What has been described as a book of Acts-like move of God is sweeping Nigeria - and spreading overseas. Huge crowds and reported healings are commonplace in the West African nation, while some of the largest churches elsewhere in the world are pas
The world's largest church building - seating some 50,000 - is located 30 miles west of the capital, Lagos, and stadium-sized sanctuaries are springing up around the country. German evangelist Reinhard Bonnke attracts upwards of 1 million when he holds open-air crusades. The Redeemed Church of God's annual Holy Ghost Congress is the largest Christian gathering on earth - last year's three-day event drew between 2 million and 4 million attendees.
"There is a prophetic mandate on Nigerian Christians,' says Matthew Ashimolowo, a former Muslim who now leads the largest church in England, Kingsway International Christian Centre in east London. "God has given us a word that our ministers will go out and shake the world." Ukraine's largest congregation, the 15,000-member Word of Faith Bible Church in Kiev, was founded by Sunday Adelaja, a Nigerian student. Nigerians also pastor the largest churches in Kenya, Tanzania, Ghana, Zimbabwe and Jamaica.
The Nigerian growth continues despite fierce opposition from Islam. Several Muslim-controlled states in the country have introduced strict Islamic law, and scores of churches have been burned down. "Whatever it is about Nigeria, it must be special because the devil fights it," says Ashimolowo. Yet missiologists say that the country is now 45 percent Christian.
"God has visited us in the same way He did in the book of Acts," says Enoch Adeboye, general overseer of the Redeemed Christian Church of God, the country's largest and fastest-growing denomination. Founded 50 years ago, it had only a few dozen churches in 1980 - but since then has exploded to 5,000 congregations and an estimated 3 million adherents.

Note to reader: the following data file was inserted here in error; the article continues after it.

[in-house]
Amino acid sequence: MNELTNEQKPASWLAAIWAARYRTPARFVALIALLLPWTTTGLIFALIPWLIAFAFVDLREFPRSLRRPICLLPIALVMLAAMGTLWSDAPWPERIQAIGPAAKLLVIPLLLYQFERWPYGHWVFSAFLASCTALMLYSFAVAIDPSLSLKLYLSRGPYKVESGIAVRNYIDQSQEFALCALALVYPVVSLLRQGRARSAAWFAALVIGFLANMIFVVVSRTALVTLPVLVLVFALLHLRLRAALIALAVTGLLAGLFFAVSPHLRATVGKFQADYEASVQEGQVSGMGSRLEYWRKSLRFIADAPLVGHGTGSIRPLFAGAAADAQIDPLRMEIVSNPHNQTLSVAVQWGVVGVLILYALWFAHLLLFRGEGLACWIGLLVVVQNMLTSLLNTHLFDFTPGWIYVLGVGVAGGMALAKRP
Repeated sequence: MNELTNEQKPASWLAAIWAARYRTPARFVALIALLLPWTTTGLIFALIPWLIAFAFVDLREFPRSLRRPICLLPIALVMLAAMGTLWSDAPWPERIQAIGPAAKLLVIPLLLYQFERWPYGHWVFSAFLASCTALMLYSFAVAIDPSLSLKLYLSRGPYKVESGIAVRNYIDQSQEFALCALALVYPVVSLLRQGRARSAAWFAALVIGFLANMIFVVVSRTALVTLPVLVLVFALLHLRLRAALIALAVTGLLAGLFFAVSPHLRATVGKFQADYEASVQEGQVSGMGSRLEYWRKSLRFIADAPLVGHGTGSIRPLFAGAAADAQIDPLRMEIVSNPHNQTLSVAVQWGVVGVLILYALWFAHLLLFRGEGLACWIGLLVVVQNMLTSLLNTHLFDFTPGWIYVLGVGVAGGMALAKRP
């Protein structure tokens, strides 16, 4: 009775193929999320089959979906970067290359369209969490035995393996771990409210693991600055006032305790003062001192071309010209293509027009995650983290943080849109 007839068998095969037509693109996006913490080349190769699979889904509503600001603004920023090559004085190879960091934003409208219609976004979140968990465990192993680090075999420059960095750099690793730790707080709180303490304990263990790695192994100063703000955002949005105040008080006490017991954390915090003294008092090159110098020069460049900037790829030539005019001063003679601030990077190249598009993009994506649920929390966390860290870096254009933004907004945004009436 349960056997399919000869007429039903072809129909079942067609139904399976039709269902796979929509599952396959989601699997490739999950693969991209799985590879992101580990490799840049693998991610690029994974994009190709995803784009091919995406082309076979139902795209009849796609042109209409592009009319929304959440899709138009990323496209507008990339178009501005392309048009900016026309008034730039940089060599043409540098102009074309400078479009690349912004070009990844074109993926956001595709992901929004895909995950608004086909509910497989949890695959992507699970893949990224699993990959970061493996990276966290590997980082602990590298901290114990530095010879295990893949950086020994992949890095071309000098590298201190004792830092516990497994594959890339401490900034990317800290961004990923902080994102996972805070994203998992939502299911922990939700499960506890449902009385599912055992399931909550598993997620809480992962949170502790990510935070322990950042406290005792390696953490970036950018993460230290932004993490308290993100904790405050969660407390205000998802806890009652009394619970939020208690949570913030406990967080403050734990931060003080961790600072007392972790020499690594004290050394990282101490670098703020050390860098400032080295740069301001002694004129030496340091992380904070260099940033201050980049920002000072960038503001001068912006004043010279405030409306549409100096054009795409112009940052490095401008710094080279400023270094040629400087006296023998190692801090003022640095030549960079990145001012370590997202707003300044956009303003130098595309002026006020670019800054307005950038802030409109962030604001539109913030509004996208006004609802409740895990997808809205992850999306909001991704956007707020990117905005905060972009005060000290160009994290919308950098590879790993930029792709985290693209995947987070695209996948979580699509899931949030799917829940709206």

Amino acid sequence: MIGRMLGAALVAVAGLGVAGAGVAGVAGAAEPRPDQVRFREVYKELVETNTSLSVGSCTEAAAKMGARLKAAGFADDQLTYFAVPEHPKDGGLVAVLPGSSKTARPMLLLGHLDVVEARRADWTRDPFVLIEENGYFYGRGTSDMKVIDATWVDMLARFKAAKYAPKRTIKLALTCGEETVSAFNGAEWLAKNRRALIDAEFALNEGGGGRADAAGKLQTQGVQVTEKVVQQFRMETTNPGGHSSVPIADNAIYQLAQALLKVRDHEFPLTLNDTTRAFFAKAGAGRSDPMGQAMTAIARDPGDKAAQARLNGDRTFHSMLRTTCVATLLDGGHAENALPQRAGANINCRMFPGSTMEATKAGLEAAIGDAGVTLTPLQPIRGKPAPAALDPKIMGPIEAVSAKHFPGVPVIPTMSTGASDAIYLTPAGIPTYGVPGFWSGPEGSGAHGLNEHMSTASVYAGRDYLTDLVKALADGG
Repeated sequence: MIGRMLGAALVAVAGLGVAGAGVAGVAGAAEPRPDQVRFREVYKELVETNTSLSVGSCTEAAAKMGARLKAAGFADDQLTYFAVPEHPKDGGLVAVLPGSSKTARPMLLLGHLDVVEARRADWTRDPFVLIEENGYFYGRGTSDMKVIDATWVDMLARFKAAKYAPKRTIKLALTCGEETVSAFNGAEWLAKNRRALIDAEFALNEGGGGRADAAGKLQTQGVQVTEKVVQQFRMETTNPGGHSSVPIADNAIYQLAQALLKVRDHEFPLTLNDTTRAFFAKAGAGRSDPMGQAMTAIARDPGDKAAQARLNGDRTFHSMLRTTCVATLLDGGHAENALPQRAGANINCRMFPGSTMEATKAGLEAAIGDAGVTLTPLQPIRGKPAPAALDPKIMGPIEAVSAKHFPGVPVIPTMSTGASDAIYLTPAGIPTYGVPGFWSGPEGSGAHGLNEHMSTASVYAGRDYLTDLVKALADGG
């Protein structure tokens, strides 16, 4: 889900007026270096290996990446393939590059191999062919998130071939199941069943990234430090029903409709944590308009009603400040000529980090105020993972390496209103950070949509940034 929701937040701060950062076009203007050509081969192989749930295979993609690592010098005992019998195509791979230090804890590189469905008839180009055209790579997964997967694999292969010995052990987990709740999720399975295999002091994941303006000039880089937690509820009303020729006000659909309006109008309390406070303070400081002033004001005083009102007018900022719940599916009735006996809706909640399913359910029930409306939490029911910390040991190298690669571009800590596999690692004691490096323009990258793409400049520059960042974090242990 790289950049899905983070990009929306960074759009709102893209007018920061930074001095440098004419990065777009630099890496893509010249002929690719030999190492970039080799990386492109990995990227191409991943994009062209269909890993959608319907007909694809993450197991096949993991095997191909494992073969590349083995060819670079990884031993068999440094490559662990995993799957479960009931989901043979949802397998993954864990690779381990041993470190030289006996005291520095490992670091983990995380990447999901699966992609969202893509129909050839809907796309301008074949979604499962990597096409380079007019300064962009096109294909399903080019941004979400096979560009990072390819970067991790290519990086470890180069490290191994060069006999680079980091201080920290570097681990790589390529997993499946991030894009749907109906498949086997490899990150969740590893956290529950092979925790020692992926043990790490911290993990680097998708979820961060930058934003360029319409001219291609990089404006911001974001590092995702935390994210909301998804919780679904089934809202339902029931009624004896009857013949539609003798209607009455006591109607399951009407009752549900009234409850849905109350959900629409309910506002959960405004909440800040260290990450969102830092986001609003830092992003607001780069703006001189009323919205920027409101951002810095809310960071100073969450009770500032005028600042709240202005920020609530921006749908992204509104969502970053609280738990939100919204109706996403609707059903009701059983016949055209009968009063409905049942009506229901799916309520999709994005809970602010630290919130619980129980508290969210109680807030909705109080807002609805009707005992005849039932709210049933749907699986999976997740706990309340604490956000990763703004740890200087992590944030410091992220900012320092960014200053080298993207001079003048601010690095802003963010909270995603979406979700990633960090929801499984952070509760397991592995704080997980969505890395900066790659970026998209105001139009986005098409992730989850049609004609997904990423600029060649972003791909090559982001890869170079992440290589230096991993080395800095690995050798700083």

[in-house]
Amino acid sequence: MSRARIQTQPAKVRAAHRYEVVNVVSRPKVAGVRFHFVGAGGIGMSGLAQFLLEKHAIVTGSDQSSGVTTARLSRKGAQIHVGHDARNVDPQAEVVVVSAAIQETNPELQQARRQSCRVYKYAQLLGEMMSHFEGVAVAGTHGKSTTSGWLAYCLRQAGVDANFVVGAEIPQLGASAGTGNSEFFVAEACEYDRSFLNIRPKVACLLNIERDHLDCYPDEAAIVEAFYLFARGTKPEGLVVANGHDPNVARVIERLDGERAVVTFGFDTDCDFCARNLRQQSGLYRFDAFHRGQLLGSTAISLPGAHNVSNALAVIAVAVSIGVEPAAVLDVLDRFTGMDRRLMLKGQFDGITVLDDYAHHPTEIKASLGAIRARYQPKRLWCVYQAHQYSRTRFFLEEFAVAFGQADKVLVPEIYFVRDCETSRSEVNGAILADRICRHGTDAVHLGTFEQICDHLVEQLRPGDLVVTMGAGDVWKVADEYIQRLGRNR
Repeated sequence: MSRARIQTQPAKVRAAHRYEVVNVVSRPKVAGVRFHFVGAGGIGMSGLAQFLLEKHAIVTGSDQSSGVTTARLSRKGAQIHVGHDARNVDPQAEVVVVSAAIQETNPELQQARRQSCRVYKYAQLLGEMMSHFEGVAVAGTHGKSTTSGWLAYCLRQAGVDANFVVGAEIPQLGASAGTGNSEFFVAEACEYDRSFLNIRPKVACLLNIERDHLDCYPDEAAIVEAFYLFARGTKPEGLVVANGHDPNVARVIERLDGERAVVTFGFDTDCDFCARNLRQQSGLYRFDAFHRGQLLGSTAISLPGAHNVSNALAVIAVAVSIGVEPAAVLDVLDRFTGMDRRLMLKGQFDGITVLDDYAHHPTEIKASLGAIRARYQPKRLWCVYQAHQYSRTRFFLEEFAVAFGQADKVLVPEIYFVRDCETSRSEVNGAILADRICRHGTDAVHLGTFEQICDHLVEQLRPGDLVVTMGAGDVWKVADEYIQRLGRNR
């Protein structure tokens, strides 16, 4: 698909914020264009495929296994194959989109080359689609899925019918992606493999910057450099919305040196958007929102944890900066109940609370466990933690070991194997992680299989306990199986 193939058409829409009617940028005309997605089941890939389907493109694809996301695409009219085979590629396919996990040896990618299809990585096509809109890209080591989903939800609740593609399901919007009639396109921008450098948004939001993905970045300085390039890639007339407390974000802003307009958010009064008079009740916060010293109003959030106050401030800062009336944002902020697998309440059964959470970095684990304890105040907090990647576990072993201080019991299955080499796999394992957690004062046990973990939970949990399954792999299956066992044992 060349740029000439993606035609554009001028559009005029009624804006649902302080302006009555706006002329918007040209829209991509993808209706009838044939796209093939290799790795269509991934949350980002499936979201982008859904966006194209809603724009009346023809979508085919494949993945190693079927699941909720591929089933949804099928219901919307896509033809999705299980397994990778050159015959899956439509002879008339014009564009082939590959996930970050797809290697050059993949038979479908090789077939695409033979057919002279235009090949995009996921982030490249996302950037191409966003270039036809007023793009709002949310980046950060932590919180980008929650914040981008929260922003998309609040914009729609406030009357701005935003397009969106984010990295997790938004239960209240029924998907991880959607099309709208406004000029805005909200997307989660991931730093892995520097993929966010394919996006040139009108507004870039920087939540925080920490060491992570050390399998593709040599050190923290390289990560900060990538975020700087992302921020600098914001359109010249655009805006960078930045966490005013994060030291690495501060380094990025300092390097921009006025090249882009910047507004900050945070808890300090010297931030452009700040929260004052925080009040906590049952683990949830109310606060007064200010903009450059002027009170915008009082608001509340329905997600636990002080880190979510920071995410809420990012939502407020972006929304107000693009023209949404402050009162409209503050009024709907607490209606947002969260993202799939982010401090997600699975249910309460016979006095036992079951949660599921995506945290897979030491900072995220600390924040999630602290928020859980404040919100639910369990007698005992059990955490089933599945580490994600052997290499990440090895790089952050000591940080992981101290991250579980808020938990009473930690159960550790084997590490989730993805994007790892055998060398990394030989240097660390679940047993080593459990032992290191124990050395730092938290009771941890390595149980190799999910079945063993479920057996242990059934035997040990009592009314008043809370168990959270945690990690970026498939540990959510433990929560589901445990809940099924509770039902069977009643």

Many leaders point to 1998 as the turning point - the year when Muslim dictator Sani Abacha died, to be succeeded the following year in a free election by Olusegun Obasanjo, a born-again military leader. "The amount of prayer going up for Nigeria was unprecedented," says Yemi Osinbajo, a Pentecostal who is attorney general in Lagos state.
Christians across the denominations have embraced a theology that leaves room for miracles, speaking in tongues and noisy worship. But a growing number of young leaders are concerned that the revival is fraught with problems.
They say that most Pentecostal churches are mired in legalism. Many pastors, they say, have adopted an American model of "celebrity Christianity," which has been eagerly embraced by a patriarchal African culture that struggles with hero worship. And they are concerned that a version of the "prosperity gospel" message has been welcomed by preachers using it to enrich themselves.
Such issues invite heresy, spiritual abuse and a faith that is too irrelevant to address complex social issues such as social justice, AIDS and hunger. "If revival stops with jumping and clapping and speaking in tongues, then we have wasted the grace of God," says David Oyedepo, founder of Winner's Chapel. "This move of God is not to redecorate the church. It is to redecorate the world."
Source: Charisma News Service